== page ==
U.S. police officers and public officials were among those who donated millions of dollars through a Christian crowdfunding website to 18-year-old Kyle Rittenhouse, who is accused of murder in shootings last summer in Kenosha, Wisconsin, a data breach has revealed.
The breach, first reported by The Guardian, was shared with journalists by Distributed Denial of Secrets, a transparency group, and revealed that officials and police officers who are currently serving donated money to Rittenhouse and the officer involved in the shooting of Jacob Blake.
Some donors utilized the anonymity feature on GiveSendGo’s website, although identifying details, including email addresses, were preserved.
“God bless. Thank you for your courage. Keep your head up. You’ve done nothing wrong,” read the comment left with a donation from Sgt. William Kelly, who leads the internal affairs division at the Norfolk Police Department.
“Every rank and file police officer supports you. Don’t be discouraged by actions of the political class of law enforcement leadership.” Kelly said in making the $25 donation, which was linked to his official email address, on Sept. 3.
The Norfolk Police Department said in a statement that Kelly has been reassigned pending the results of an internal investigation intended “to ensure department policies and procedures were not violated.”
Norfolk Mayor Kenneth Cooper Alexander said in a statement, “The alleged statement and action by a member of Norfolk’s Police Department is alarming and by all means not consistent with the values of our city or the standards set for our employees.”
Amid outrage following the August shooting of Jacob Blake, Rittenhouse, then 17, traveled from Antioch, Illinois, to nearby Kenosha, Wisconsin, and fatally shot two Black Lives Matter protesters with an AR-15-style rifle as demonstrators clashed.
Footage of Blake being shot multiple times in the back by Kenosha officer Rusten Sheskey sparked weeks of consecutive demonstrations. The shooting left Blake paralyzed from the waist down.
Rittenhouse was arrested a day after the shooting at his Antioch home. He was released from jail in November when he posted $2 million bond after spending almost three months behind bars.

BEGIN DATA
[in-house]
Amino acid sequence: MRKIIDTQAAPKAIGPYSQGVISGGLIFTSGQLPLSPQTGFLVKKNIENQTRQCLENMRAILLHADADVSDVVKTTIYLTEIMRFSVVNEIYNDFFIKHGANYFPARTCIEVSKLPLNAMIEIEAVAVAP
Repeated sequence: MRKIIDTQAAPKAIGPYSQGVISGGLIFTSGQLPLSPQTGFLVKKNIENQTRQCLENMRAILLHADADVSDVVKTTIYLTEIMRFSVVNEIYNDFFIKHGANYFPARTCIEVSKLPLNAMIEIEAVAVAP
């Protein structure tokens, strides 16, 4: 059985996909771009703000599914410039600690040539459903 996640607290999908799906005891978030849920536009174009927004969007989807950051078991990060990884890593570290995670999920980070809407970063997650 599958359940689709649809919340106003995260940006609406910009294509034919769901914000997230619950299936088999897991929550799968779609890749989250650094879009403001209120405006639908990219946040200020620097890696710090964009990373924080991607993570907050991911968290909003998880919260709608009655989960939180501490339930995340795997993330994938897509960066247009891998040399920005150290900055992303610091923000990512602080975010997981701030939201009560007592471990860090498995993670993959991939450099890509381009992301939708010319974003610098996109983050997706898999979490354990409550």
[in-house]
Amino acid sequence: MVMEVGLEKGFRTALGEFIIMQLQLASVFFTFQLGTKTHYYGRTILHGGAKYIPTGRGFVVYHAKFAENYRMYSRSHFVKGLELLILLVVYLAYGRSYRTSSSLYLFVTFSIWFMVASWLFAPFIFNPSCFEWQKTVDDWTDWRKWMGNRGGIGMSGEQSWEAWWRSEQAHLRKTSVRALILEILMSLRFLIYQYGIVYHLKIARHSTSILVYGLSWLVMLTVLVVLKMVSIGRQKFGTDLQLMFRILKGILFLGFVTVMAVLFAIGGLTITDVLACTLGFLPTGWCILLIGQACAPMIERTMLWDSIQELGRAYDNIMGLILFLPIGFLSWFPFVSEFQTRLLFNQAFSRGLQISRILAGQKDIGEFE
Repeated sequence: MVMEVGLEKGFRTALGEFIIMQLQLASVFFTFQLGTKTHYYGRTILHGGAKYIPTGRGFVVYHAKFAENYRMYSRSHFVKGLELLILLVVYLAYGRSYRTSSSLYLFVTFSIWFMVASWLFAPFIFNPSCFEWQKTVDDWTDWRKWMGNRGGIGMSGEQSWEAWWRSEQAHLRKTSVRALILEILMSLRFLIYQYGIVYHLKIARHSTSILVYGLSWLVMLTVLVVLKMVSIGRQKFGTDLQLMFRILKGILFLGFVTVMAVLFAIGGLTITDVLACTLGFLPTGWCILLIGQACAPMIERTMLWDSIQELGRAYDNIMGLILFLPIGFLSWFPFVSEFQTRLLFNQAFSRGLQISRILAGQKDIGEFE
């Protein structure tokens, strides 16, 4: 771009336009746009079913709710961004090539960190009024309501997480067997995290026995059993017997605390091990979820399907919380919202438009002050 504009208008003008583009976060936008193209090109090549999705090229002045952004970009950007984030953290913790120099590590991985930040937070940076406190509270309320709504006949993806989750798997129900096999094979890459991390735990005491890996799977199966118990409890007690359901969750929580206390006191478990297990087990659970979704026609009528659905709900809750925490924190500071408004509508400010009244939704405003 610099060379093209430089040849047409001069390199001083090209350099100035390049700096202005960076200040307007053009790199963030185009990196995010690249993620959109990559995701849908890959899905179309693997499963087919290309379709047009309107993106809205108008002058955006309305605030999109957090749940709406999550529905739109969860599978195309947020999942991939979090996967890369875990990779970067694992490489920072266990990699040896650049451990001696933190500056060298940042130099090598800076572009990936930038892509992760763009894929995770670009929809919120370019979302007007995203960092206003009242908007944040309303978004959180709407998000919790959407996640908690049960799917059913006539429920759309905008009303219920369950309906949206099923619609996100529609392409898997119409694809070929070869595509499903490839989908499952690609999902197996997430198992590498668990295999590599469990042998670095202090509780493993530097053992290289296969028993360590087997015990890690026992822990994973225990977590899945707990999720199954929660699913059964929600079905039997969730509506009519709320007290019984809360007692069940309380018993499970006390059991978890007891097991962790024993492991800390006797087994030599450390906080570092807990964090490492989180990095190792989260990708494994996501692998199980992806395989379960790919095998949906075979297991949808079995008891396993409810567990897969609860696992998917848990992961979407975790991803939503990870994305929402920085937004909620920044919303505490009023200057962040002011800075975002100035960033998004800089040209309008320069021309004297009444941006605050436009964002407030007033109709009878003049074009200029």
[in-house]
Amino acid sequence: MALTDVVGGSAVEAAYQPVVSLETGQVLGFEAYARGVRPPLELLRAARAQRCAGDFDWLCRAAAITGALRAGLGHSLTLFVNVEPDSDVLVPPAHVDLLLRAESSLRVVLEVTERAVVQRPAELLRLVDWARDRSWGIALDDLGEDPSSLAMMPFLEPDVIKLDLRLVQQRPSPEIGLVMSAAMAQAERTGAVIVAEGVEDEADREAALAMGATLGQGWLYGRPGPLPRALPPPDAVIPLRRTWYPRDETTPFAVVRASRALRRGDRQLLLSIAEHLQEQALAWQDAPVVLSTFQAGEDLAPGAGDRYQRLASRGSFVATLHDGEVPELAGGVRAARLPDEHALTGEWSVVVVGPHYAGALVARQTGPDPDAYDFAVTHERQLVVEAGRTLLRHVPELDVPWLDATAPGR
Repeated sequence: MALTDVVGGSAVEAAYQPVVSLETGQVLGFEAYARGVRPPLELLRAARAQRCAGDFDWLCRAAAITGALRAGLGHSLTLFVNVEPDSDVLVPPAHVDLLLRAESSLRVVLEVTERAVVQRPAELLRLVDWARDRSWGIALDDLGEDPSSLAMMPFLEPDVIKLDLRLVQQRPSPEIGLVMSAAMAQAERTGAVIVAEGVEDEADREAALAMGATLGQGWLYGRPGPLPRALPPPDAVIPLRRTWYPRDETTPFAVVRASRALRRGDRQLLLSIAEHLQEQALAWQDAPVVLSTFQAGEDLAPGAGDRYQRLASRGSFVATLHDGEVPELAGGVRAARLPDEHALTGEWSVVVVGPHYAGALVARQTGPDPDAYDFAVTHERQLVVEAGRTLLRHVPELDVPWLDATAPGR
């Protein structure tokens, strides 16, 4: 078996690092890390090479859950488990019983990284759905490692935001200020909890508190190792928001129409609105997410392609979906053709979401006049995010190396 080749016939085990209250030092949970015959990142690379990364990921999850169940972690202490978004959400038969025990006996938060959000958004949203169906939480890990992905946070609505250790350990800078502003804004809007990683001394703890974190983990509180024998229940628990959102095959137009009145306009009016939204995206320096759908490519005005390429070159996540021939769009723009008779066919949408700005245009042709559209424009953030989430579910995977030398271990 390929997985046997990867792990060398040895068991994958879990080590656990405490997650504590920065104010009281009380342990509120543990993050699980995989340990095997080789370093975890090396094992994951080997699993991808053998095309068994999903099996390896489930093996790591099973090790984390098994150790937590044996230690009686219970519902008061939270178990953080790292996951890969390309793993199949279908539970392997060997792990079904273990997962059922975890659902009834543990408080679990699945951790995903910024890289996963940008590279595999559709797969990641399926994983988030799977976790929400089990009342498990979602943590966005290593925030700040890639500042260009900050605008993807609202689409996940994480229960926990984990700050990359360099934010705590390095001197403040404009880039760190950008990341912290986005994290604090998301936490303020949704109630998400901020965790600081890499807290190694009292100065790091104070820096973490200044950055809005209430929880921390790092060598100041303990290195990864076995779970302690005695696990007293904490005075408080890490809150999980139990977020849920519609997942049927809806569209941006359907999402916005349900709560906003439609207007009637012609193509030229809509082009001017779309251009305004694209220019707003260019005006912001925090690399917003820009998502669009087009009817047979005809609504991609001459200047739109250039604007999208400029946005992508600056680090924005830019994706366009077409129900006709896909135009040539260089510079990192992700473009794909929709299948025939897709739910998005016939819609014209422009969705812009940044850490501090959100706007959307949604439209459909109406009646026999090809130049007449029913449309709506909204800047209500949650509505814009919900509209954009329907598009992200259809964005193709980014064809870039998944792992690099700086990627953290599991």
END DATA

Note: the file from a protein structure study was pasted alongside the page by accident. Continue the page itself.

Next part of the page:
Multiple fundraisers were set up to raise money for Rittenhouse’s bond after he was arrested. At the time Rittenhouse was released, $500,000 had been raised on GiveSendGo, and the CEO of #FightBack, a right-wing nonprofit, announced on Twitter they had posted his bond.
Craig Shepherd, a paramedic who donated to Rittenhouse’s fundraiser, also used his official email address to do so. The $10 donation was made on Aug. 30.
A $100 donation was associated with the official address of Michael Crosley, an engineer at the Lawrence Livermore National Laboratory in Livermore, California, charged with maintaining the U.S. nuclear weapons stockpile.
Lynda Seaver, director of public affairs at Lawrence Livermore National Laboratory, wrote in an email that Crosley made “an honest mistake” and “never intended to use his Lab email on this matter.”
Other police officers donated to a “Support Rusten Sheskey” fundraiser. Sheskey was placed on administrative leave after shooting Blake but was later cleared of wrongdoing and returned to work in March.
Pat Gainer of the Pleasant Prairie, Wisconsin, police department also donated money and left the message, “Stay strong brother.”
Two lieutenants from the Green Bay Police Department also each donated $20 to Sheskey’s fund.
Green Bay, Wisconsin, Police Chief Andrew Smith wrote in a statement about the donations, “we are looking into the matter,” but added about Sheskey’s actions that his department “does not take a position on other agencies use of force. ”
An additional 32 donations totaling more that $,5000 were donated to Sheskey’s fund by Kenosha officers.